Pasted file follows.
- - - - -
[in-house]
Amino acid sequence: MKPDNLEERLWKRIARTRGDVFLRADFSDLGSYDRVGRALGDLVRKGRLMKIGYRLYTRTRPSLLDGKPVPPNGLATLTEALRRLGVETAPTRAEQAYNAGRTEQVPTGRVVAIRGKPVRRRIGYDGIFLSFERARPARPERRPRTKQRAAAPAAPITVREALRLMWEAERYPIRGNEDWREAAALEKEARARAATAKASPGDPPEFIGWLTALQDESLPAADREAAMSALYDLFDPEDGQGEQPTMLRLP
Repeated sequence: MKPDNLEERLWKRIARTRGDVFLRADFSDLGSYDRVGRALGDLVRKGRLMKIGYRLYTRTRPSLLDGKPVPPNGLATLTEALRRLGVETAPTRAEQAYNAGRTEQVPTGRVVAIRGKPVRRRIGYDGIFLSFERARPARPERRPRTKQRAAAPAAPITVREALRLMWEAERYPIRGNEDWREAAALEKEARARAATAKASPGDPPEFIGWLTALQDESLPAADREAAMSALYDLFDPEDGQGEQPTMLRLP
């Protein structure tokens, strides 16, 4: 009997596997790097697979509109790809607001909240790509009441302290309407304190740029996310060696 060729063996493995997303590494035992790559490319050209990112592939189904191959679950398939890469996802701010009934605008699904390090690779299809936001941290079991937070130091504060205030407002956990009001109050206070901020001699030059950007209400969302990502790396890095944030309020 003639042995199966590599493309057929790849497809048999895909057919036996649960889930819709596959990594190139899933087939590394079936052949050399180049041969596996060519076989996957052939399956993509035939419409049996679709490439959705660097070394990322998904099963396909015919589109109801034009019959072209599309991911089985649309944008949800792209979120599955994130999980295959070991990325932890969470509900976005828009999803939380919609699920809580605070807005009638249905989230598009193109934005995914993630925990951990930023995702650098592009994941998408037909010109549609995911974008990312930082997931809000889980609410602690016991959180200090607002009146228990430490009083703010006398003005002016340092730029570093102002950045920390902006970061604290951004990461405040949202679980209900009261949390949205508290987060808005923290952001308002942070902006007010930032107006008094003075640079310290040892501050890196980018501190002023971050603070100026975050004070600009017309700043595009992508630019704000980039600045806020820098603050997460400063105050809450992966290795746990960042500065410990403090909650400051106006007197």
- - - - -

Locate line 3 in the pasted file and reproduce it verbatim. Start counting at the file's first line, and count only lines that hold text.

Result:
Repeated sequence: MKPDNLEERLWKRIARTRGDVFLRADFSDLGSYDRVGRALGDLVRKGRLMKIGYRLYTRTRPSLLDGKPVPPNGLATLTEALRRLGVETAPTRAEQAYNAGRTEQVPTGRVVAIRGKPVRRRIGYDGIFLSFERARPARPERRPRTKQRAAAPAAPITVREALRLMWEAERYPIRGNEDWREAAALEKEARARAATAKASPGDPPEFIGWLTALQDESLPAADREAAMSALYDLFDPEDGQGEQPTMLRLP